Friendship Levels the Ladder Understand that in friendship, friends are equal but this is not the case for boss-worker relationship. The boss is up there for a reason just like the employees are down there for a reason. If you insist on befriending your workers, you might as well prepare for organizational meltdown. Your employees need to know you are boss and they are subordinate, where you are respected as leader or owner of the business and they follow your direction, trusting that you are leading them towards your goal as an organization. Friendship Cultivates Office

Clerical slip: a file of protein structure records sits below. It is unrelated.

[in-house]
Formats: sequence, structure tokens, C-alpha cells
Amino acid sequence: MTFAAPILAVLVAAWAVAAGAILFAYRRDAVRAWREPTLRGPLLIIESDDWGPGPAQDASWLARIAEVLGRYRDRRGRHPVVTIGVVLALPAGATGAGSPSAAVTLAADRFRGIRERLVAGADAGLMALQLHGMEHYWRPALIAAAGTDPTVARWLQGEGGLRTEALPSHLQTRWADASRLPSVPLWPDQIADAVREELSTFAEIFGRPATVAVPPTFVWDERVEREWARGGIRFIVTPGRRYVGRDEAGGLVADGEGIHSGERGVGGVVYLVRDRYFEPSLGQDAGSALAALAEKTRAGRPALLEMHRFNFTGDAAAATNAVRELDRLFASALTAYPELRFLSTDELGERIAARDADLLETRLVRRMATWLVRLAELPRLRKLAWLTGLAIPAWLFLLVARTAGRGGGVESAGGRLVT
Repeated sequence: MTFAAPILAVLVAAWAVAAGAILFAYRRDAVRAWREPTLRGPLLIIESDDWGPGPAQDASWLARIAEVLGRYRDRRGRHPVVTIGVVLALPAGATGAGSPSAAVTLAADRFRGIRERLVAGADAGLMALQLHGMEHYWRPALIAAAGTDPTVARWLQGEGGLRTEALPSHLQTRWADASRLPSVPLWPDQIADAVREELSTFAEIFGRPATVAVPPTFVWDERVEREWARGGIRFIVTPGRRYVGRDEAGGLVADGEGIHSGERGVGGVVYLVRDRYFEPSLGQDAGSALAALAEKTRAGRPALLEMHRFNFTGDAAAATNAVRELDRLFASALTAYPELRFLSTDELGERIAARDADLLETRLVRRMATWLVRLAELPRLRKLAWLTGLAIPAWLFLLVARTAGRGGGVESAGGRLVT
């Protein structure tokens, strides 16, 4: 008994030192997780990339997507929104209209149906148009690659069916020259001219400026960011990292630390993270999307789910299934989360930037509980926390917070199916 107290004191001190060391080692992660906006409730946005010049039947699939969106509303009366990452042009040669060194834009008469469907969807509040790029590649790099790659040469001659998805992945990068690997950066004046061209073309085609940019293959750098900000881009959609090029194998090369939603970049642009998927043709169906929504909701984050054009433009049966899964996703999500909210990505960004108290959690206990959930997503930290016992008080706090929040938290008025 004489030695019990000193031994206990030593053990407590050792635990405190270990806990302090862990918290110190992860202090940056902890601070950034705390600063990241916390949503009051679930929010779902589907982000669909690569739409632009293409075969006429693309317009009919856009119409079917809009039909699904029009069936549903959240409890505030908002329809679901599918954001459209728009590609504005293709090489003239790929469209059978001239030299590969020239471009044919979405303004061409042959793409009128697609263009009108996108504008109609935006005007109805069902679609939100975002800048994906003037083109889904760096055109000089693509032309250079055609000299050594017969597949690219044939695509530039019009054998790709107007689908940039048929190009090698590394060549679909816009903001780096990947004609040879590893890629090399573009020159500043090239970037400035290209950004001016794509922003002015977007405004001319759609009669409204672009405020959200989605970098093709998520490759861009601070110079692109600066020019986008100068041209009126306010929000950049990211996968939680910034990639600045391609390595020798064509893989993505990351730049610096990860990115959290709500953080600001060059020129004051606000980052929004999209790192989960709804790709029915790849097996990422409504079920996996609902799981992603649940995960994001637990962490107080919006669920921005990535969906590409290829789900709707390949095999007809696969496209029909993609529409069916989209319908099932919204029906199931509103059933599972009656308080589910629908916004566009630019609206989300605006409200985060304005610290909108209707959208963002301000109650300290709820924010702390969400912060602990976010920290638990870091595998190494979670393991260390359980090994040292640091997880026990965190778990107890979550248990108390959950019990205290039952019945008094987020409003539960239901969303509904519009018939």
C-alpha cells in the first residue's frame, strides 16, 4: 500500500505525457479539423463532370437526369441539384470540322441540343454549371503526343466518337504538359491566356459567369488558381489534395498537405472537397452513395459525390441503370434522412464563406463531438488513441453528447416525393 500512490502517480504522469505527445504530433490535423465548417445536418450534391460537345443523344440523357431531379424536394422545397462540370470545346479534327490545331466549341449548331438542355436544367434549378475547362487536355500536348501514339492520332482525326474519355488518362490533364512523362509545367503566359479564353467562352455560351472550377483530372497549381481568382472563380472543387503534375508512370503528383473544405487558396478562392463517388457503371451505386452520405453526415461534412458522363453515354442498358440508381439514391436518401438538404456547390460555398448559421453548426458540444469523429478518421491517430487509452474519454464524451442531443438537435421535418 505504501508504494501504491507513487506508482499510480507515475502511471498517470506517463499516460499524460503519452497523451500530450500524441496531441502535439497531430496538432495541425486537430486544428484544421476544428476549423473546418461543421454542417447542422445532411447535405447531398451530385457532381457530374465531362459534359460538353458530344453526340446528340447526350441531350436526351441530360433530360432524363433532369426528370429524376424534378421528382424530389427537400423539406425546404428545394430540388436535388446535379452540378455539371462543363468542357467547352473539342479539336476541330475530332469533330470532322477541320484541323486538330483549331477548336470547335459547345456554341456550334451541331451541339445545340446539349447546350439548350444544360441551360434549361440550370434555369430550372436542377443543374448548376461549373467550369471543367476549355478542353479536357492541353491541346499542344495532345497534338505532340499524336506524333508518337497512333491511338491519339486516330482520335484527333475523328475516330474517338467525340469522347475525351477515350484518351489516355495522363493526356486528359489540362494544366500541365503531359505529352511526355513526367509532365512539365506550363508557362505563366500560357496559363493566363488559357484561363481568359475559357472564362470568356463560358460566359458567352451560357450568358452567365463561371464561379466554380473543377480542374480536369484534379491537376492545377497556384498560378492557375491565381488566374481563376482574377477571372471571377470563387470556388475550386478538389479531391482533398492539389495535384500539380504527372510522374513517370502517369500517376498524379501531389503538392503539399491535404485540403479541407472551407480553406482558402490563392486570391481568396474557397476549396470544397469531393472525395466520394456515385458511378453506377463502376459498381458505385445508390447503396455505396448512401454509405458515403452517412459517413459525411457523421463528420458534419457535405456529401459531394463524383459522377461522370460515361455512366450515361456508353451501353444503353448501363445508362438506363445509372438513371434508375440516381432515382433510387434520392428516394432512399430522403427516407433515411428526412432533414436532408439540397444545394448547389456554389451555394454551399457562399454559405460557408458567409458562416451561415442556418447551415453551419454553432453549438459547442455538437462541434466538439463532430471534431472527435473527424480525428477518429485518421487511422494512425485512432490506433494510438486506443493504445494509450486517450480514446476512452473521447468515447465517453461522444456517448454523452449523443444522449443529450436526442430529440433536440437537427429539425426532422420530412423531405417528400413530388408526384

People tend to forget this major contribution and how significant this really is. Usually when we analyze leaders, people will directly link their work ethics to the internal culture of the company. Great leaders indirectly create loyal customers by cultivating an environment where employees can shine in producing excellent customer satisfaction levels. Good leaders are functionally productive and effective because they know the importance of hiring the right people for the job and how to help them to develop skills that are essential to interact with customers and maintain good customer relationships. In contrast, a dysfunctional leader’s poor behavior would indirectly lead to poor customer relationship held by employees and this can ultimately increase loss of company profits.